th generation from Montana, which is very lucky. I grew up here in the Flat Valley near Glacier National Park. And from a very young age, started working for an outfitter at 10 years old. At 13 years old, I was driving a stock truck loaded with horses into the Great Bear Wilderness. Didn't have my license yet. We don't need to tell anybody that, but I kind of had this Wild West growing up and it was so full of adventure that when you're a kid, you just don't know that other things might come along like a 40 hour work week and things that are called responsibilities. I didn't live in a spot where I thought that was gonna happen to me. I just thought, for sure, I'm gonna have all the money I need and I'm gonna do all the adventures I want to do. Um and then that doesn't quite happen. You turn into your twenties and responsibility hit me pretty hard. I had a, a lot of time in my twenties trying to sort out who I was, what I wanted to do. And I, I had some processes, which I'll cover later in the workshop, that helped me during that time. But what I wanna jump into is probably what you guys know me about is my freelance work as a photographer and a filmmaker. In 2015, I was working for a vacation rental company, loved my job. I kind of thought I figured out what I wanna do with the rest of my life and entered Alex Stroll. He came as a guest, stayed at one of our cabins in exchange for some of his photos and we kind of hit it off. So I started helping him find locations and go on adventures. And we became friends and Alex had some big projects at the time and needed somebody to help with logistics. And at, at that time, because I had all the resources in the area, I was very helpful in that way. And he asked if I wanted to quit my job and go help him do logistics and insinuated that I could be a freelancer to cover the difference. I was super, super, super skeptical, (laugh) and it was not an easy choice for me. So, eventually, my wife and I had some conversations and that's how I started in the freelance world. As we said yes to Alex, started traveling with him. I did that for a year and then jumped right into what I'm doing now, photos and videos. It was a very rough transition for me. I had, when I left the job, a very steady income, a family, two girls, two and four when I left. It was not an ideal situation. I wasn't like in college with a bunch of free time and no responsibilities. Uh, but what I found out is through trial and error that giving people value all the time- and by that, I mean, doing whatever I can to be helpful, being pleasant to be around if I could, you know try to be as pleasant as I could, and really just making my work as best I could at the same time that I was giving value to other people was really an asset. So, those are some of the touchstones that we'll we'll talk about in this workshop ways that I learned through that struggle through a lot of weight being on me. Through basically, if you fail, it feels like the end of the world. We're gonna talk about that. And yeah, that was my journey. And, and I'm excited to kind of tell you what I've learned so far.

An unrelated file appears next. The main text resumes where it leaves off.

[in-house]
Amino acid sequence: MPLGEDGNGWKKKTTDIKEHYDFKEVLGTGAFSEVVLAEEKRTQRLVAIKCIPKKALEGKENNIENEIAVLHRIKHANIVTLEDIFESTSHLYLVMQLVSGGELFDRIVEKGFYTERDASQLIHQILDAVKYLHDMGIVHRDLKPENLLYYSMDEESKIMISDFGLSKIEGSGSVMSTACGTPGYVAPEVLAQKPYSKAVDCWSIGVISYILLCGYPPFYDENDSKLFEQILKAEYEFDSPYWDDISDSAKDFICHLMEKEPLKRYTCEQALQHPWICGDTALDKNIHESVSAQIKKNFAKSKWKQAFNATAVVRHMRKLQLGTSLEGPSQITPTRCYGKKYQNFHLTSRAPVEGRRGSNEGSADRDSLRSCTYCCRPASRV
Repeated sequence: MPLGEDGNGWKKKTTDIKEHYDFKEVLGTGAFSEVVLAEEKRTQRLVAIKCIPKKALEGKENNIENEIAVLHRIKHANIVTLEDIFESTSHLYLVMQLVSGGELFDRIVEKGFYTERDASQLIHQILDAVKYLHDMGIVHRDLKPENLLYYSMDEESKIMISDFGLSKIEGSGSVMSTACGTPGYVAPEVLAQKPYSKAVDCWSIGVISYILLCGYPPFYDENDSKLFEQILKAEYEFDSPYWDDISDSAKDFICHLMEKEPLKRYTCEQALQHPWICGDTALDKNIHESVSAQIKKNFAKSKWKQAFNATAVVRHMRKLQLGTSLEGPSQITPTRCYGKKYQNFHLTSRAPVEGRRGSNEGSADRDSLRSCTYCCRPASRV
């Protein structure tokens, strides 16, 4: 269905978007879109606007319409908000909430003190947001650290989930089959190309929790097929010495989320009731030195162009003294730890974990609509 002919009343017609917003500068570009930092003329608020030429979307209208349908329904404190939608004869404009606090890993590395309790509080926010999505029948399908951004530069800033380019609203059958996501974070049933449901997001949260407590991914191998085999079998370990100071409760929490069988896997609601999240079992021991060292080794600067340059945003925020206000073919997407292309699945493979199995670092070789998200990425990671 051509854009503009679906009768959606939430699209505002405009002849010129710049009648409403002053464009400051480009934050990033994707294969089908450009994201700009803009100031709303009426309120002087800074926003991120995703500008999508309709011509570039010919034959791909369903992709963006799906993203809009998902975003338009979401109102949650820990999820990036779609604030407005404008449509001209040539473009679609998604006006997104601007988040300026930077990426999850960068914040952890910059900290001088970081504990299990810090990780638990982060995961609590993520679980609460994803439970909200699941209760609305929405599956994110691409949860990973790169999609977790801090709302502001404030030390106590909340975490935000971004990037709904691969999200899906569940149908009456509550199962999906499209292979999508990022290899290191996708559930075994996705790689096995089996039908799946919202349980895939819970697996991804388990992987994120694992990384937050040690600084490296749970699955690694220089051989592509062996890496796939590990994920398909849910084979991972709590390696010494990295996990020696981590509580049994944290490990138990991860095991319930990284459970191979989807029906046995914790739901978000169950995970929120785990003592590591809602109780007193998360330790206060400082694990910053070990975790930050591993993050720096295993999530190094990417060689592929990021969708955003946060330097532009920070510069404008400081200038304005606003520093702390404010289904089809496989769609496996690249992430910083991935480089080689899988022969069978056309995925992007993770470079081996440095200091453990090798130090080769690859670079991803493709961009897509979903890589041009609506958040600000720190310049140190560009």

Ratings and Reviews
Practical yet fun Great workshop and worth the time/money. Isaac is an easy to watch presenter and the various modules were each concise and practical. Time well spent!
honest advice from an adventure photographer who went through career transition I think a lot of us are mulling over the idea of transitioning to become a photographer. It's not easy. There are lots of fears and hesitations. It's a change that could affect our life. I'm at this decision branch for the second time in my life, and I still fear. Isaac shares with us how he overcame those very same hurdles and fears. He is genuine, practical and proves that you don't need expensive gear to start or even continue to become good enough. The pitch deck example, the starting up a conversation with a prospective client, the way to deal with blockers, all are real. I cannot wait to put them in place and start my first pitch. Thanks Isaac for sharing your journey!
Well worth the time and investment... Even as someone who has been using photography as my primary income source for the last several years, and prior to that being a full-time graphic designer hiring commercial photographers I've already got a good grasp on things such as workflow and approaching a given photoshoot. But there are still aspects of being a freelancer such as selling yourself and your unique approach to clients, as well as continually creating work and avoiding burnout to allow yourself to go after the work you want to be doing. And of course, the ever-present fear of failure. This workshop covers all of those topics in an extremely approachable and more importantly actionable manner.